Serena Williams reveals 'excruciating' aftermath of daughter's birth
Serena Williams says she had to ‘fight’ nurses for the CAT scan that revealed blood clots in her lungs after birth of Olympia – revealing staff dismissed her fears while she lay in ‘excruciating pain’: ‘I felt like I was dying’
- Williams, 40, and her now-husband, Alexis Ohanian, welcomed their daughter, Alexis ‘Olympia’ Ohanian Jr., on September 17, 2001
- The tennis star developed a pulmonary embolism 24 hours after she delivered her baby via C-section and underwent back-to-back surgeries
- She detailed her traumatic birth experience in an essay for Elle that was adapted from ‘Arrival Stories: Women Share Their Experiences of Becoming Mothers’
- Williams recalled how her requests for a CAT scan to check for blood clots and a blood thinner were dismissed until a nurse finally called her doctor
- The athlete had a total of four surgeries in the hospital, including two procedures to remove the blood clots
- Williams wrote in her essay that ‘being heard and appropriately treated was the difference between life or death’ for her
Serena Williams has opened up about how she saved her own life after giving birth to her daughter Olympia, saying she had to push for the CAT scan that led to the discovery of the blood clot in her lungs.
The tennis legend welcomed her daughter—whose full name is Alexis Olympia Ohanian Jr.—via an emergency C-section on September 1, 2017. She developed a pulmonary embolism 24 hours after her baby’s arrival and underwent back-to-back surgeries.
Williams, 40, detailed her traumatic birth experience in an essay for Elle, which was adapted from ‘Arrival Stories: Women Share Their Experiences of Becoming Mothers,’ an anthology collected by Amy Schumer and Christy Turlington Burns.
‘In the U.S., Black women are nearly three times more likely to die during or after childbirth than their white counterparts. Many of these deaths are considered by experts to be preventable,’ she wrote.
‘Being heard and appropriately treated was the difference between life or death for me; I know those statistics would be different if the medical establishment listened to every Black woman’s experience.’
Serena Williams, 40, detailed her traumatic birth experience in an essay for Elle that was adapted from ‘Arrival Stories: Women Share Their Experiences of Becoming Mothers’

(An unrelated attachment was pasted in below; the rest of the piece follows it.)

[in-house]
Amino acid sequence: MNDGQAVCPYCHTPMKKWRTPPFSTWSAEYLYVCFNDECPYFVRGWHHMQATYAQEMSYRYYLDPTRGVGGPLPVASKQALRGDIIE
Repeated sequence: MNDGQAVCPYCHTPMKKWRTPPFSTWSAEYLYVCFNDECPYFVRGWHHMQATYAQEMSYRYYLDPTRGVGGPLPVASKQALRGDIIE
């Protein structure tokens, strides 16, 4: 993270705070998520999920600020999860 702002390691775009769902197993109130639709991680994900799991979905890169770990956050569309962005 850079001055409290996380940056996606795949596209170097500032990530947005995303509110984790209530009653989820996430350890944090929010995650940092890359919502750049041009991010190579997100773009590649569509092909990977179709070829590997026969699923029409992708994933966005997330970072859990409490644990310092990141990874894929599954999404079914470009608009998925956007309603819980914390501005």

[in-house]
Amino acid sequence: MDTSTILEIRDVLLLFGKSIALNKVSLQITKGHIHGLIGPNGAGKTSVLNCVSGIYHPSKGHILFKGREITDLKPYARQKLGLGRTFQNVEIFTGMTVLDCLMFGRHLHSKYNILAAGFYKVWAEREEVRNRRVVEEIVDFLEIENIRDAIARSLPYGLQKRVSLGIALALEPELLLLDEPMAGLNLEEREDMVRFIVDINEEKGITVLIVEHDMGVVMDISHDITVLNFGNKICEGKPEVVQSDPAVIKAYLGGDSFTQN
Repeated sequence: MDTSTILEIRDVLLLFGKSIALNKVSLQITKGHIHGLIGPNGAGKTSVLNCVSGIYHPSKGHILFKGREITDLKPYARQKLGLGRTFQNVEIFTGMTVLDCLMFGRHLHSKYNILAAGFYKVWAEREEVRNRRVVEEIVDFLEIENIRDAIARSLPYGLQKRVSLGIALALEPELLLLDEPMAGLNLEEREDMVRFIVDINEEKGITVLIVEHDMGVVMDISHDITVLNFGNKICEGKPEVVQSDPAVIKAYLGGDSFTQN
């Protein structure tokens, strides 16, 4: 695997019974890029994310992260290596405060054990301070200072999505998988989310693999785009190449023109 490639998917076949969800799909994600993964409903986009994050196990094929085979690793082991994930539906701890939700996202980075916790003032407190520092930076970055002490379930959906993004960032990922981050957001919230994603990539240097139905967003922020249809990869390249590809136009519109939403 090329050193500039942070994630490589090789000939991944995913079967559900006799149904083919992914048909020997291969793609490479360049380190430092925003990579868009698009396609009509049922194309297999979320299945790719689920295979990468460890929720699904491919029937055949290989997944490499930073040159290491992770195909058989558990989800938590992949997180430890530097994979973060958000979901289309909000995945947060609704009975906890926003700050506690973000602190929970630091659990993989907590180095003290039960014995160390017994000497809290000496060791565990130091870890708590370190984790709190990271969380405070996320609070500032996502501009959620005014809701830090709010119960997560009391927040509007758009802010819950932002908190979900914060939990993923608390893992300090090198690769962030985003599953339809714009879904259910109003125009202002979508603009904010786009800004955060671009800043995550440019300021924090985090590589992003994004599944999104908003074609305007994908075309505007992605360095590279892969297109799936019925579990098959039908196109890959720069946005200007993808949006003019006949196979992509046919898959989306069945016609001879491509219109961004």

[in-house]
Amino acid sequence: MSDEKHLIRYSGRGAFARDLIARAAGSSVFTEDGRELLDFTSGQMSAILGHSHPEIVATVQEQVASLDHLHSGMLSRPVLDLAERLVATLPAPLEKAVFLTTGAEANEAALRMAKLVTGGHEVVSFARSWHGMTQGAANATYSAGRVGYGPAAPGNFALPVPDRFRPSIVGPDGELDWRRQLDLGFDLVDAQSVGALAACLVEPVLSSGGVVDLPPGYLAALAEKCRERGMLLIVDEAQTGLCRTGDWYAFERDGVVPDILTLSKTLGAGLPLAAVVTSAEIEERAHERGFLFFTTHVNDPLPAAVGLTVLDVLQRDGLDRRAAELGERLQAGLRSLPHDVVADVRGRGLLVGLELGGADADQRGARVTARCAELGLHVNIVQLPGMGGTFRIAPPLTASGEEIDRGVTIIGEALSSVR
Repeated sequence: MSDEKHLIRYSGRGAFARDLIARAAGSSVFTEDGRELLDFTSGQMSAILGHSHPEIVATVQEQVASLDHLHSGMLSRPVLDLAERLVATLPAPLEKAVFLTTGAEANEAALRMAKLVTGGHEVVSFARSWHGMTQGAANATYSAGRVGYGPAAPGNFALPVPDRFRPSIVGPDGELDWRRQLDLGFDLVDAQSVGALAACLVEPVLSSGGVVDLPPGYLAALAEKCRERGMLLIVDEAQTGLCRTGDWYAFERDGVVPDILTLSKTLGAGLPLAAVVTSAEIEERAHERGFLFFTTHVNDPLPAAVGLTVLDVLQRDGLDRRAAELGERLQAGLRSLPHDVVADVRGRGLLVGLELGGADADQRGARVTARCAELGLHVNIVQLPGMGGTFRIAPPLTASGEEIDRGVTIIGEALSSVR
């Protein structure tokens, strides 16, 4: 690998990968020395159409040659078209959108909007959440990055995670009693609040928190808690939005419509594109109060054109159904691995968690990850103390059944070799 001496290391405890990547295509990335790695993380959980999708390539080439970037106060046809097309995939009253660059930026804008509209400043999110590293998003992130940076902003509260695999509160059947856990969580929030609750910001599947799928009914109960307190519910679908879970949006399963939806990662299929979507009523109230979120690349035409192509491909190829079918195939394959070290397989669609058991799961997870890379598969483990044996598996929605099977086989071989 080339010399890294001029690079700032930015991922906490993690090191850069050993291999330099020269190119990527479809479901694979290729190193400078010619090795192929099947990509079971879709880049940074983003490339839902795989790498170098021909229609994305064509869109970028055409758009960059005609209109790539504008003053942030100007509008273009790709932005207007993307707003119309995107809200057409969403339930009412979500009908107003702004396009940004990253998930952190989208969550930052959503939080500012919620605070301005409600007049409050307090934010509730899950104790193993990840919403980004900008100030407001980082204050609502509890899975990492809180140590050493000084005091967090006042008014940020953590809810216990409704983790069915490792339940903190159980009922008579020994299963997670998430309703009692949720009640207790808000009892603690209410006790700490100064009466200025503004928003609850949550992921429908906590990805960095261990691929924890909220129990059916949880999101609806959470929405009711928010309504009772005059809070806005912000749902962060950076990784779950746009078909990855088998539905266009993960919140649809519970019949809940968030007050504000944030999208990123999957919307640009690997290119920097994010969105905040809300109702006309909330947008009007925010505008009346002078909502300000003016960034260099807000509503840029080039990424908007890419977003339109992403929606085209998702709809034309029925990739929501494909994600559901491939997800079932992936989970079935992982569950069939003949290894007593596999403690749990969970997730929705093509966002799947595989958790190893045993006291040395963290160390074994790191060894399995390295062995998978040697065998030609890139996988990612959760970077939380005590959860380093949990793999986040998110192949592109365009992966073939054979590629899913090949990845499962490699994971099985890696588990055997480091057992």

Williams and her now-husband, Alexis Ohanian, welcomed their daughter, Alexis ‘Olympia’ Ohanian Jr., on September 17, 2001
Williams recalled learning she was pregnant two days before the 2017 Australian Open, saying she had her now-husband, Alexis Ohanian, fly to Melbourne so she could tell him in person.
While she experienced headaches and a ‘weird metallic taste’ in her mouth during her first trimester, she enjoyed being pregnant and the ‘positive attention’ that came with it.
The athlete said she ‘had taken every birthing class that the hospital had to offer’ and was prepared when doctors induced her on August 31, 2017.
‘Contractions started shortly after that, and it was great! I know that’s not what people are supposed to say, but I was enjoying it, the work of labor,’ she wrote. ‘I was completely in the moment.
‘I loved the cramps. I loved feeling my body trying to push the baby out. I wasn’t on an epidural; to get through it, I was using my breath and all the techniques I’d learned from birth training.’
Williams said her contractions were ‘coming harder and faster’ by the next morning and her daughter’s heart rate would drop with each one. Nurses would help her turn on her side until the baby’s heart rate went back up.
‘Outside my birthing room, there were meetings going on without me—my husband was conferencing with the doctors,’ she explained.
‘By this point, I was more than ready for the epidural, but after 20 minutes, the doctor walked in, looked at me, and said, “We’re giving you a C-section.”‘
Williams said she was grateful for her doctor’s confidence in the decision because she would have struggled to make the choice between pushing or surgery if one was given to her.
‘So much of what happened after that is still a blur. I may have passed out a few times,’ she wrote of her time in the hospital after she gave birth to Olympia.